A Czech foundation plans to convert a disused factory in the Czech Republic where German industrialist Oskar Schindler gave jobs to over a thousand Jews just to save them from Hitler’s gas chambers into a Holocaust memorial, a Guardian report said. It is scheduled to be opened in 2019 and will exhibit memorials of Schindler’s life.
Portions of the complex, which is close to Schindler’s birthplace in Svitavy (Zwittau), were given the status of cultural monument earlier this month, according to the Czech culture ministry.
Built in the 19th century, the laboratory, mill, chemical depot, front door and a square used for roll call “have close historical links… to the Gross-Rosen concentration camp in Brněnec”, the ministry’s spokeswoman, Simona Cigankova, said.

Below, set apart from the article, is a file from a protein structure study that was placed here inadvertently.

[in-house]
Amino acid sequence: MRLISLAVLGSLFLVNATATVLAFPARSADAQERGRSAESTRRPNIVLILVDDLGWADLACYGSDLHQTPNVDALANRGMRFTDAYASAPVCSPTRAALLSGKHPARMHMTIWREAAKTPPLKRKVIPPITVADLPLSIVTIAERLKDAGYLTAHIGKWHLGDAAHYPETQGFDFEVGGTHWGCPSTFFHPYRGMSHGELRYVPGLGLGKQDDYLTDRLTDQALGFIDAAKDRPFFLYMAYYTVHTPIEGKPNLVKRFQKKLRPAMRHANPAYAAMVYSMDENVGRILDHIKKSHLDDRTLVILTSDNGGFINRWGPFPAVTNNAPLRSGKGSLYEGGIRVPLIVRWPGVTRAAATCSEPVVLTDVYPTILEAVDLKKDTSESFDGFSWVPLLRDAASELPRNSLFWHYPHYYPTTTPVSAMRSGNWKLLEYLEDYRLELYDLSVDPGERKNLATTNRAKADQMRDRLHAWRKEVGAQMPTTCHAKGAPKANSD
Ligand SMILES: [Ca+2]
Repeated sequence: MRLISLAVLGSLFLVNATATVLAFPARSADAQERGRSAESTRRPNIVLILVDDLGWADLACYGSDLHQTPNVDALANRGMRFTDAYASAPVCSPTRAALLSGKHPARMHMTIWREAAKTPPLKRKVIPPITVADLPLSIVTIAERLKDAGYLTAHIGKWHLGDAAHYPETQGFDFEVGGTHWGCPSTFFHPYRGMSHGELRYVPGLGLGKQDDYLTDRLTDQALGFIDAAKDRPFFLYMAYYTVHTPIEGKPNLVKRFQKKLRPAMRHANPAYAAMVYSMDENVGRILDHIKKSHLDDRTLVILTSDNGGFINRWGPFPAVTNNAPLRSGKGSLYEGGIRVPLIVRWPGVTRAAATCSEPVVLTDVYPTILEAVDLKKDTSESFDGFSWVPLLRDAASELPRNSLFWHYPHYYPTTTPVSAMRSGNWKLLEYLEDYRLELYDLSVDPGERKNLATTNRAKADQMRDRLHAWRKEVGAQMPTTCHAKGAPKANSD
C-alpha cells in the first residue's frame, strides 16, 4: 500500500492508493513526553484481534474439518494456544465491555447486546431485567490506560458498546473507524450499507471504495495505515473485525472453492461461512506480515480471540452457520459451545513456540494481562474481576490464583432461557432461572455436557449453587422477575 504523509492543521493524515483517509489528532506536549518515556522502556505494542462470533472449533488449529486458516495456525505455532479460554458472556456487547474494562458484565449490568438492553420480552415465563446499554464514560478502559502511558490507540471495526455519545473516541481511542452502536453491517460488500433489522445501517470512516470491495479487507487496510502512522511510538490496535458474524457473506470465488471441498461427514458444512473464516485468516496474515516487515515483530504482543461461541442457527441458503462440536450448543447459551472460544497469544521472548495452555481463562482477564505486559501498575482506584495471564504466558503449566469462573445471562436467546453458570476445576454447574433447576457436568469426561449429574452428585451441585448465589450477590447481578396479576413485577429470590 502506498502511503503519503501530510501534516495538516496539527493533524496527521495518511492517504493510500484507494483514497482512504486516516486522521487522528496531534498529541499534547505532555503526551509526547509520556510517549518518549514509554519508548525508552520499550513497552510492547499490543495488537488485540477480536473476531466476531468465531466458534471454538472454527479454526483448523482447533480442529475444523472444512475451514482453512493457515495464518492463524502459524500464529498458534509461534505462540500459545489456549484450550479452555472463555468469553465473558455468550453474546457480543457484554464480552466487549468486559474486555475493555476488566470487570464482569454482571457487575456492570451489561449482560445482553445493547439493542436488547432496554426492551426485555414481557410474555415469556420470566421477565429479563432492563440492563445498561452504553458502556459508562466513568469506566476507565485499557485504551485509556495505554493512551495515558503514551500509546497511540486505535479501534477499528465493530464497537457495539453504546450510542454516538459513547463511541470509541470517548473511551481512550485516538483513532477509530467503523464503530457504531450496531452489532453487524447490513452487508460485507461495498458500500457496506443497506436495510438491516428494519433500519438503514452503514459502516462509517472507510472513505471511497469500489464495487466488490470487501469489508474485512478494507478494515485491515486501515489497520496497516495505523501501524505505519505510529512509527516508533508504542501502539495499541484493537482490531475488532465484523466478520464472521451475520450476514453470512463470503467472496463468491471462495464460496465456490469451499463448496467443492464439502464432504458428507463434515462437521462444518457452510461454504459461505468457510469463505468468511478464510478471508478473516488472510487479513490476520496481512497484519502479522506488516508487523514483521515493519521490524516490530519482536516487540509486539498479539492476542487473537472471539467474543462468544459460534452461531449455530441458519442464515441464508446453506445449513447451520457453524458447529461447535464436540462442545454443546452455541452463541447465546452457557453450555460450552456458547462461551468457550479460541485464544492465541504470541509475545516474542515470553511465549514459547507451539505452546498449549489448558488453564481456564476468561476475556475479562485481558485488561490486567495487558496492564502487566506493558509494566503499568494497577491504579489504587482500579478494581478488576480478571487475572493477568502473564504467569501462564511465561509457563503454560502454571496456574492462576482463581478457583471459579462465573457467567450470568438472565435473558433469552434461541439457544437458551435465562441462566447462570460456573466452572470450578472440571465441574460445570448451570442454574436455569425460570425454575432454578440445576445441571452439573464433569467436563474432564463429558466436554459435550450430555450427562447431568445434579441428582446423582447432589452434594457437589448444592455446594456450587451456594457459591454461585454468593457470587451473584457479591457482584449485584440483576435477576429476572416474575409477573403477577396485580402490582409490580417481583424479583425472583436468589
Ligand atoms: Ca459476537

During the Second World War, Schindler (1908-1974) saved the lives of 1,200 Jews by employing them in his enamelware and munitions factories in Nazi-occupied Poland and Czechoslovakia.
His tale was enshrined in the bestselling 1982 Tom Keneally novel Schindler’s Ark and its 1993 Steven Spielberg film adaptation Schindler’s List.
“Our aim is to restore the building to its original condition, including the watchtower,” Jaroslav Novak, head of the Shoah and Oskar Schindler Foundation told journalists recently.